At the present time, there is no doubt that Ellis has been a major contributor, both on and off the court, to be labeled as the leader of this team and ultimately the face of the franchise.
But another question arises: Can Ellis and Curry coexist for several years as a successful backcourt?
This is where the fan base is split.
Some people, like 20-year-old UC Berkeley student Mike Curtis, say they prefer Ellis over Curry.
"I love Curry. I love Monta. But right now, Monta has made a bigger impact on the team and I would prefer him, right now, over Curry," Curtis said.
One the other side, long-time season ticket holder Raheem Ali sees Curry as the player who the franchise should build around.
Said Ali, "There are a lot of scorers. Stephen Curry is a pure point guard. Enough said."
Others, prefer Ellis and Curry to coexist as a backcourt.
Nevertheless, while Curry and Ellis have impressive statistical numbers for the season (Ellis: 25.6 PPG, 5.5 APG and Curry: 18.2 PPG, 6.0 APG), neither seem fully comfortable on the court together for several reasons:
1. Neither can contain their own man without gambling on defense.
Although Ellis is considered, at this point, more of a better defender than Curry, the 6'3'' shooting guard gambles more than anyone on the team. Sometimes, gambling defense, especially for guards as quick as Ellis seem to be successful at times, evident from averaging 2.3 steals per game in the 2010-2011 season campaign so far. However, it leaves the defense exposed at all times.
By going for a steal, or letting by letting his man get to the rim without moving his feet, Ellis puts his frontcourt players, David Lee and Andris Biedrins, in trouble.
Curry, on the other hand, plays a more fundamentally sound defensive game than Ellis, but has one a faulty habit that make coaches turn blue: reaching in. Although slight of build, Curry can move his feet extremely well but cannot help reaching in, in hopes of getting a steal for a fast break.
2. Ellis dominating the ball
At the present time, Ellis requires the ball to be in his hands to be effective on the offensive end. Playing 85 percent of the team's minutes (41.4 minutes per game) and taking around 20 field goals per game, the highest in the NBA, is a recipe for disaster on any squad. In effect, while Ellis is on the floor, the team has the most points allowed.
Dominating the ball does not only lower Ellis' player efficiency (and ultimately the team's record), but it also takes Curry out of his game. Curry, as a point guard, thrives having the ball in his hands and creating opportunities for his teammates—the primary role of a point guard.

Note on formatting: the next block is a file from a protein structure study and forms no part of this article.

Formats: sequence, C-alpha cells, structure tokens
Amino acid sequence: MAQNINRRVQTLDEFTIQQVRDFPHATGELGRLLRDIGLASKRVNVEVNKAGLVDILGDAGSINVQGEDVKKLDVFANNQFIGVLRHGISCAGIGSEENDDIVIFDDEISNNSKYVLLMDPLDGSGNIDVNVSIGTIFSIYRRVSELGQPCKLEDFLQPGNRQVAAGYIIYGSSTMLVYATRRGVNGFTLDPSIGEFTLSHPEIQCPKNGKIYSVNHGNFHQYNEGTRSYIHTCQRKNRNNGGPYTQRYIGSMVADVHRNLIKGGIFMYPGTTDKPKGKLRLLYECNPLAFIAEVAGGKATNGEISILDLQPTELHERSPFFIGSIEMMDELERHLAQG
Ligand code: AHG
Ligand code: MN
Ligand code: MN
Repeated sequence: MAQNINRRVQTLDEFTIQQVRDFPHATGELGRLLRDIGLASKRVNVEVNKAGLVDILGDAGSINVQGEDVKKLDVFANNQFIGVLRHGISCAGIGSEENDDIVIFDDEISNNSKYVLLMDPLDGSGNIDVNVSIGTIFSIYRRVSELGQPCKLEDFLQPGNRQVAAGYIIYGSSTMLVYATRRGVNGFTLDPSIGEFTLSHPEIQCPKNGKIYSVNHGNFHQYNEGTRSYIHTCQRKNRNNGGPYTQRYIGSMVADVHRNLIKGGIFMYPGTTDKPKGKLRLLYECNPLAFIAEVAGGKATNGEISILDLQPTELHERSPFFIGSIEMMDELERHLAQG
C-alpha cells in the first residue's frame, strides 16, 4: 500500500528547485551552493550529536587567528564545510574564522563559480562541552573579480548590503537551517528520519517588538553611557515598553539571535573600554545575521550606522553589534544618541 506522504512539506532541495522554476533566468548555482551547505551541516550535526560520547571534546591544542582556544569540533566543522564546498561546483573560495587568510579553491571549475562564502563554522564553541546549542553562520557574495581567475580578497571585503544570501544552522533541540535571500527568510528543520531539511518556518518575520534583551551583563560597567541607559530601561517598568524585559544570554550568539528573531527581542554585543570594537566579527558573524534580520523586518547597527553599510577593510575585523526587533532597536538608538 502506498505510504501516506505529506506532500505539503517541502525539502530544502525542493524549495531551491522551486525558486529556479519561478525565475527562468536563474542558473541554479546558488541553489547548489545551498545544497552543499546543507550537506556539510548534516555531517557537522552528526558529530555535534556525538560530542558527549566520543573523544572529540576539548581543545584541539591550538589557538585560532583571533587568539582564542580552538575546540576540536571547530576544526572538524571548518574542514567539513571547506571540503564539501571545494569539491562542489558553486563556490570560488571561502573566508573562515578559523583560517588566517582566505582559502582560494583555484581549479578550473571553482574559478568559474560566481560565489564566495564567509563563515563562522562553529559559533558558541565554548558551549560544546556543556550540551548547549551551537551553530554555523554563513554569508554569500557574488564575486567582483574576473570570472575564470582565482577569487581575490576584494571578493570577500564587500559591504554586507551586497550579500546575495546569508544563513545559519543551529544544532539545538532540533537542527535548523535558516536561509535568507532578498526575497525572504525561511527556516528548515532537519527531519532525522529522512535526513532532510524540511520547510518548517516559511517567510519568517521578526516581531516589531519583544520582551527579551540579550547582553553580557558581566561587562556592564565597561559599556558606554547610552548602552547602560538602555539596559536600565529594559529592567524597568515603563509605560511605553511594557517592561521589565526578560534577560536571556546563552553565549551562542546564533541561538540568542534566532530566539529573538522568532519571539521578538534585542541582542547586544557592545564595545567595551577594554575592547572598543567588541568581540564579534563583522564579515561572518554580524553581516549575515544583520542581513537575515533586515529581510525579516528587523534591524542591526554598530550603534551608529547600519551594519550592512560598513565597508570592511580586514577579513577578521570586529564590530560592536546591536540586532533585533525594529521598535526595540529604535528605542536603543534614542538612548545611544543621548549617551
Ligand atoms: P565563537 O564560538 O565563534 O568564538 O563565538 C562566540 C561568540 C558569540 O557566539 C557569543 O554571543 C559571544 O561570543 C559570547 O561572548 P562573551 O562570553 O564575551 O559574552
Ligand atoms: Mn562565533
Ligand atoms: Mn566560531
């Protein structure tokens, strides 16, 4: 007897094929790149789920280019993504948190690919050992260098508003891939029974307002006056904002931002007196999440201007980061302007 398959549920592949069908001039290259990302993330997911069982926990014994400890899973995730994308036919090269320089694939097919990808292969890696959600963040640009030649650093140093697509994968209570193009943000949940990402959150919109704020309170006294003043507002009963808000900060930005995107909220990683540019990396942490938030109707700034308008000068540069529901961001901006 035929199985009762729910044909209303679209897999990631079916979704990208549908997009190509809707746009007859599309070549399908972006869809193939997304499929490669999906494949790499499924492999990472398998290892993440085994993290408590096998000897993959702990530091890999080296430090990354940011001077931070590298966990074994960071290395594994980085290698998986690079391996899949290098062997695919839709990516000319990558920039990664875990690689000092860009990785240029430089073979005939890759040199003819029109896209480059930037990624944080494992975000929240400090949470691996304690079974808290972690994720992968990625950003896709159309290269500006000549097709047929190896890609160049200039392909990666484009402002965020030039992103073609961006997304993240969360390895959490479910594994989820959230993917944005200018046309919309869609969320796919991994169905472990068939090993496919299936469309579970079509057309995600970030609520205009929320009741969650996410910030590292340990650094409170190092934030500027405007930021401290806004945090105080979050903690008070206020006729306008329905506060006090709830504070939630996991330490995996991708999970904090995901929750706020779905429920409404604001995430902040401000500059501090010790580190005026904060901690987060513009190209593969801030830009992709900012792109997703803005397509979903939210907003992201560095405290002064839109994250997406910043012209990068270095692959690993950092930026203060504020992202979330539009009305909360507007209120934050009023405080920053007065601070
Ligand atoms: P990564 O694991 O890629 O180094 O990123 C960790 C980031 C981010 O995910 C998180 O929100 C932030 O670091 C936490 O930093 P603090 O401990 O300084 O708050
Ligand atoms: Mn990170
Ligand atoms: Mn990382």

Ellis also fails to move without the ball, and as a shooting guard that disrupts the overall offensive flow of any team. Curry has the ability to find open teammates, both in the open court and in half-court sets, if players move without the ball.
This could problem could also be attributed to head coach Keith Smart's poor offensive mentality, but it really has to do with how players move without the ball that makes them effective—especially shooting guards. And there are examples in the NBA, such as Ray Allen and Rip Hamilton.
Another problem that arises is turnovers. Curry has the most turnovers on the team with around 3.04 per game. Watching almost every game this season, one can attribute such a high rate of turnovers to another habit Curry has: one hand passes. Curry has a tendency to leave his feet without targeting a player to pass the ball to.
But looking closely at recent games, Curry does leave his feet without targeting players, which leads to turnovers, due to the fact that few players on the floor are moving without the ball. This goes for Ellis, Dorell Wright, Lee, Biedrins and occasionally Acie Law and Reggie Williams.
3. Physical attributes exposed on defense
Curry has a very slight build, and so does Ellis—both reported to be at 6'3'' and around 175 to 182 lbs. In the Western Conference, that is another recipe for disaster. Both have increasingly difficult times with guards that are stronger and taller.
A glaring example of that was on the January 9 game against the Los Angeles Clippers. Ellis was guarding Baron Davis, a strong-built point guard, and Ellis was stuck gambling for steals, or letting Davis post him on numerous occasions. The same exact thing happened with Curry, who let Gordon score 25 points with no-to-little defensive resistance.
On January 12 against the Lakers, Ellis guarded Kobe Bryant all night, but failed to find an answer for him in the last five minutes of the game. Again, looking closely at game tape, one can find that most of the clutch shots Bryant hit were over the top of Ellis, a clear indication that Bryant, being the smart player he is, recognized that he had a three-inch advantage over Ellis, and thus made those clutch shots by shooting over him.
Some time in the near future, the new owners in Joe Lacob and Peter Guber have to find a way by letting go of either Ellis or Curry. Ellis defers too much of his game while Curry is on the floor, and Curry defers too much of his own game while Ellis is on the floor.
Warriors General Manager Larry Riley, to make this team successful, perhaps has to either trade Ellis for a more stronger shooting guard or small forward that can defend the elite shooting guards of the league and has the ability to move without the ball, or trade Curry for a point guard that can defend the elite guards in the league with great efficiency on the offensive end of the court—avoiding turnovers, and possessing great vision.
And the question remains: Can Ellis and Curry coexist as the Warriors' long-term backcourt?
Only time will tell.